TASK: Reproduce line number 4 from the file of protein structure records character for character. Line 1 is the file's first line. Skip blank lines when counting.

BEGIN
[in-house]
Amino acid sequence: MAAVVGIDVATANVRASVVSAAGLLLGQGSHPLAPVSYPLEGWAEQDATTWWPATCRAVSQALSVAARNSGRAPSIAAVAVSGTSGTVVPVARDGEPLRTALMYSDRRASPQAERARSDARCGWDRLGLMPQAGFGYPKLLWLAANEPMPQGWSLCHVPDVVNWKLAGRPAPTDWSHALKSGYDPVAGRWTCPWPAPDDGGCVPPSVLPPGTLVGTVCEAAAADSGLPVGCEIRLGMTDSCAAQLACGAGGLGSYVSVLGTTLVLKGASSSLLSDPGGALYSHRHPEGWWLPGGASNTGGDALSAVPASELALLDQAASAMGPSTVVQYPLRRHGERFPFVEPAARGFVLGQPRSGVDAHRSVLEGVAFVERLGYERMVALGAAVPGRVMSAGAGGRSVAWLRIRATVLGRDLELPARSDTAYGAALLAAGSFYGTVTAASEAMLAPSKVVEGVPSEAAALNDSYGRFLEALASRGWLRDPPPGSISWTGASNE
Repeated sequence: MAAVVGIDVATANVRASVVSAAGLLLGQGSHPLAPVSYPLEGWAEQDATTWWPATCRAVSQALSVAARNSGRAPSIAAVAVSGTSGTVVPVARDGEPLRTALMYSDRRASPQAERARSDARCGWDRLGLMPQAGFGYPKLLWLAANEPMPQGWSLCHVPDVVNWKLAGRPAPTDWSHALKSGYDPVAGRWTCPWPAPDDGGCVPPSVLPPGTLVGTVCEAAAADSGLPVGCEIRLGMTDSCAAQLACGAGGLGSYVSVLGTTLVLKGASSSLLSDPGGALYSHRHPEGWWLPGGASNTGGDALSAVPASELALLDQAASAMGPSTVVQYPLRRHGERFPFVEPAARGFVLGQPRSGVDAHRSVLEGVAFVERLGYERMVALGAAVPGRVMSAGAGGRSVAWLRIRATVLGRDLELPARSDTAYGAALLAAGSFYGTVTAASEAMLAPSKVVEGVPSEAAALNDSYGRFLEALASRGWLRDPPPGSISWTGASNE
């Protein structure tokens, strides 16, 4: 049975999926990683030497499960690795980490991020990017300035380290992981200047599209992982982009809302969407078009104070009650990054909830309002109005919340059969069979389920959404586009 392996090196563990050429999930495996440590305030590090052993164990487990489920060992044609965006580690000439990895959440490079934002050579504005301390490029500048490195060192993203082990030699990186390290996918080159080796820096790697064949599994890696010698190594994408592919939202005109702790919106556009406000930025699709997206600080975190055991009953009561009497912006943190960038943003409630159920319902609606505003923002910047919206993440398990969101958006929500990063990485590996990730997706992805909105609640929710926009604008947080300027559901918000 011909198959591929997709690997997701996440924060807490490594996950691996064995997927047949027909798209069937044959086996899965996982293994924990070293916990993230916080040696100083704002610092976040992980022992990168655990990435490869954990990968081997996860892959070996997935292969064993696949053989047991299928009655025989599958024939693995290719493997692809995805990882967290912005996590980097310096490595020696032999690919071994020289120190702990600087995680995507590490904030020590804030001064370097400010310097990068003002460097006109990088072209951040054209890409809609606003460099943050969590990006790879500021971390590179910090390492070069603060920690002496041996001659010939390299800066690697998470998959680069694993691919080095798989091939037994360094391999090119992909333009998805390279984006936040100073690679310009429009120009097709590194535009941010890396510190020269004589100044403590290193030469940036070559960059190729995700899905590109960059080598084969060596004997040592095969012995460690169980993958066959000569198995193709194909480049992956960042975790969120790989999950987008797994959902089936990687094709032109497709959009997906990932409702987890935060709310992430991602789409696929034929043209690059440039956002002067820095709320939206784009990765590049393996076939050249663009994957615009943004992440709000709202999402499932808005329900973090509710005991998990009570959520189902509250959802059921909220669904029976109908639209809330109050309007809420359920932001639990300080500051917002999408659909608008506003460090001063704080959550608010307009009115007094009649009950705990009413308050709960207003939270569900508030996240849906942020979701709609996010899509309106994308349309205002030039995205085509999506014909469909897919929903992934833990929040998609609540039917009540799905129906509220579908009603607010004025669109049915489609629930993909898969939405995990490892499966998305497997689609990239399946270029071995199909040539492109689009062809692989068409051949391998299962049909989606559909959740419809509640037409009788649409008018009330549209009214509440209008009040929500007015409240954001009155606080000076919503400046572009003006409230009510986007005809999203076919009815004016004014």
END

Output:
């Protein structure tokens, strides 16, 4: 049975999926990683030497499960690795980490991020990017300035380290992981200047599209992982982009809302969407078009104070009650990054909830309002109005919340059969069979389920959404586009 392996090196563990050429999930495996440590305030590090052993164990487990489920060992044609965006580690000439990895959440490079934002050579504005301390490029500048490195060192993203082990030699990186390290996918080159080796820096790697064949599994890696010698190594994408592919939202005109702790919106556009406000930025699709997206600080975190055991009953009561009497912006943190960038943003409630159920319902609606505003923002910047919206993440398990969101958006929500990063990485590996990730997706992805909105609640929710926009604008947080300027559901918000 011909198959591929997709690997997701996440924060807490490594996950691996064995997927047949027909798209069937044959086996899965996982293994924990070293916990993230916080040696100083704002610092976040992980022992990168655990990435490869954990990968081997996860892959070996997935292969064993696949053989047991299928009655025989599958024939693995290719493997692809995805990882967290912005996590980097310096490595020696032999690919071994020289120190702990600087995680995507590490904030020590804030001064370097400010310097990068003002460097006109990088072209951040054209890409809609606003460099943050969590990006790879500021971390590179910090390492070069603060920690002496041996001659010939390299800066690697998470998959680069694993691919080095798989091939037994360094391999090119992909333009998805390279984006936040100073690679310009429009120009097709590194535009941010890396510190020269004589100044403590290193030469940036070559960059190729995700899905590109960059080598084969060596004997040592095969012995460690169980993958066959000569198995193709194909480049992956960042975790969120790989999950987008797994959902089936990687094709032109497709959009997906990932409702987890935060709310992430991602789409696929034929043209690059440039956002002067820095709320939206784009990765590049393996076939050249663009994957615009943004992440709000709202999402499932808005329900973090509710005991998990009570959520189902509250959802059921909220669904029976109908639209809330109050309007809420359920932001639990300080500051917002999408659909608008506003460090001063704080959550608010307009009115007094009649009950705990009413308050709960207003939270569900508030996240849906942020979701709609996010899509309106994308349309205002030039995205085509999506014909469909897919929903992934833990929040998609609540039917009540799905129906509220579908009603607010004025669109049915489609629930993909898969939405995990490892499966998305497997689609990239399946270029071995199909040539492109689009062809692989068409051949391998299962049909989606559909959740419809509640037409009788649409008018009330549209009214509440209008009040929500007015409240954001009155606080000076919503400046572009003006409230009510986007005809999203076919009815004016004014």